Wells Fargo Illegally Pushed Borrowers Into Subprime Mortgages, Falsified Loan Documents, Fed Says

Wells Fargo Illegally Pushed Thousands Of Borrowers Into Subprime Mortgages, Falsified Loan Documents, Federal Reserve Says

WASHINGTON -- Perhaps more than 10,000 Wells Fargo borrowers were inappropriately steered into more expensive subprime mortgages or had their loan documents falsified by bank personnel, the Federal Reserve said Wednesday.

The bank, the largest U.S. mortgage lender, agreed to pay $85 million to settle civil charges. On Tuesday, the company announced that it turned a $3.9 billion profit last quarter. It's made $7.7 billion in profit thus far this year.

The fine is the largest the Fed has ever imposed in a consumer case, the central bank said. It's also the first formal enforcement action taken by a federal bank regulator against allegations that banks steered borrowers into high-cost, subprime loans, it added.

Wells Fargo did not admit wrongdoing.

"The alleged actions committed by a relatively small group of team members are not what we stand for at Wells Fargo," John Stumpf, the bank's chief executive and chairman, said in a statement. The bank has already voluntarily compensated 600 customers, the statement said.

The fraudulent activity took place over four years from early 2004 to the autumn of 2008, according to the Fed. The bank must compensate borrowers for losses, some of whom could receive more than $20,000. At least 3,700 borrowers will be compensated, the Fed estimated. Wells Fargo has to review a subset of borrowers who took out subprime loans to determine whether they were illegally steered into more expensive mortgages.

The case is another blow to the bank's once-pristine reputation. It's widely touted as the cleanest mortgage lender of the biggest U.S. banks, even though the company has faced multiple lawsuits alleging it pushed black borrowers toward predatory loans; misled investors about the risks of mortgage-backed securities it sold; and employed so-called "robo-signers," the agents that lenders employed to process foreclosure filings en masse without examining the underlying paperwork.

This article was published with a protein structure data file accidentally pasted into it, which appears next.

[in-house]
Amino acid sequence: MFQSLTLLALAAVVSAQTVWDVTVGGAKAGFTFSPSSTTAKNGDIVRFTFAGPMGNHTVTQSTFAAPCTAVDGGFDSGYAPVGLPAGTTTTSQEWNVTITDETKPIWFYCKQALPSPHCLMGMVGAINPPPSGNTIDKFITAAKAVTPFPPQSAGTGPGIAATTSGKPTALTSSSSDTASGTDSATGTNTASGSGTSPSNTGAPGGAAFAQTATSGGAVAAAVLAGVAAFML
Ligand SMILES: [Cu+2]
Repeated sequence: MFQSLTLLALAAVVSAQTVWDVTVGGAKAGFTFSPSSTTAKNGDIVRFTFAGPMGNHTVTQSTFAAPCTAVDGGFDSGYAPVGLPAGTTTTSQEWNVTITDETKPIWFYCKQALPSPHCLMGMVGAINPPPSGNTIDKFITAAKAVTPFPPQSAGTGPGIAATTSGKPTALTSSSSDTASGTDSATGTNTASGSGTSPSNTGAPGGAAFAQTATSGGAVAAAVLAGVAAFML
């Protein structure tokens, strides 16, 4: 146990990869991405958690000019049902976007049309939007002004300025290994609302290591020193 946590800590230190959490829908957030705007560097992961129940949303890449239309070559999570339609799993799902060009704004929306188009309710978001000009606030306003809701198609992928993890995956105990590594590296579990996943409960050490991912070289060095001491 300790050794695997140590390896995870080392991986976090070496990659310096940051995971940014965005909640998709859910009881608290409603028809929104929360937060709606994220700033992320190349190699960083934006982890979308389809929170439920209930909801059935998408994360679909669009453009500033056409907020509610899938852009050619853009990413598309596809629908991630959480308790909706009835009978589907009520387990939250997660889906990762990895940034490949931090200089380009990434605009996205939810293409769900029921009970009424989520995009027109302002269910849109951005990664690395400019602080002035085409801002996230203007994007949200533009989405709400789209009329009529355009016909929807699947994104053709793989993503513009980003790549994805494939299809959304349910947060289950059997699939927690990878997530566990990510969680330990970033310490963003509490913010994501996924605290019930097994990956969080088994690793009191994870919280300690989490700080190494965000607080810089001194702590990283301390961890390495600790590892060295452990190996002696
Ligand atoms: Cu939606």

Last year, as the robo-signing fiasco forced its competitors to make embarrassing admissions or halt home seizures, Wells Fargo resisted, arguing that its procedures were sound. Depositions in lawsuits later revealed that its employees also acted as robo-signers.

Confidential audits by the the Department of Housing and Urban Development’s inspector general accuse the bank of defrauding taxpayers in their handling of foreclosures on homes purchased with government-backed loans, The Huffington Post reported in May.

Federal investigators concluded that senior managers at Wells Fargo, the fourth-largest U.S. bank by assets, broke civil laws. As part of their investigation, auditors interviewed a pair of South Carolina public notaries who improperly signed off on foreclosure filings for Wells, sources briefed on the findings told HuffPost.

Wednesday's settlement with the Fed also includes allegations of fraud.

In a multi-year investigation, regulators found that Wells Fargo employees altered or falsified borrowers' loan documents, inflating their incomes in order to qualify them for loans.

The bank's internal accountability measures were inadequate to detect and prevent such abuses, the Fed said, at least the second time this year the Fed found Wells Fargo lacking adequate safeguards to prevent abuse and wrongdoing.

Wells Fargo's employees were likely driven to such lengths in order to meet company goals.

The unit responsible for the bulk of the wrongdoing, Wells Fargo Financial, drove its employees to originate a minimum amount of loans or risk losing their jobs, the Fed said. Employees were also expected to hit loan targets in order to receive bonuses.

That unit has since been disbanded. Sixteen former employees have been barred from working in the banking industry, the Fed said.

Investigators also found that borrowers were pushed into more expensive mortgages in part because Wells Fargo employees could boost their bonuses if they hit subprime targets.

Borrowers who otherwise would have qualified for lower-interest mortgages weren't told so, nor were they told that it was "generally more advantageous for the salesperson to sell a nonprime, rather than a prime, loan," the Fed said.

Such practices broke federal consumer protection rules, as well as numerous state laws governing fraud and unfair or deceptive practices, the Fed said.

The Fed's investigation primarily involved mortgage loans originated in Florida, New York, Pennsylvania, Tennessee, Texas and New Mexico. The Fed declined to say what led to the investigation, or provide any details on the actual probe itself.

In addition to compensating harmed borrowers, the Fed also instructed Wells Fargo to pay homeowners whose homes were seized as a result of the bank's wrongdoing the modest sum of $7,000. Perhaps thousands of borrowers were forced to make higher mortgage payments than they otherwise would have made thanks to the bank's actions.

Fewer than 4 percent of the about 300,000 mortgage loans made by the lender during the period under review are eligible for restitution, the company estimated.


Shahien Nasiripour is a senior business reporter for The Huffington Post. You can send him an email; bookmark his page; subscribe to his RSS feed; follow him on Twitter; friend him on Facebook; become a fan; and/or get e-mail alerts when he reports the latest news. He can be reached at 1-917-267-2335.

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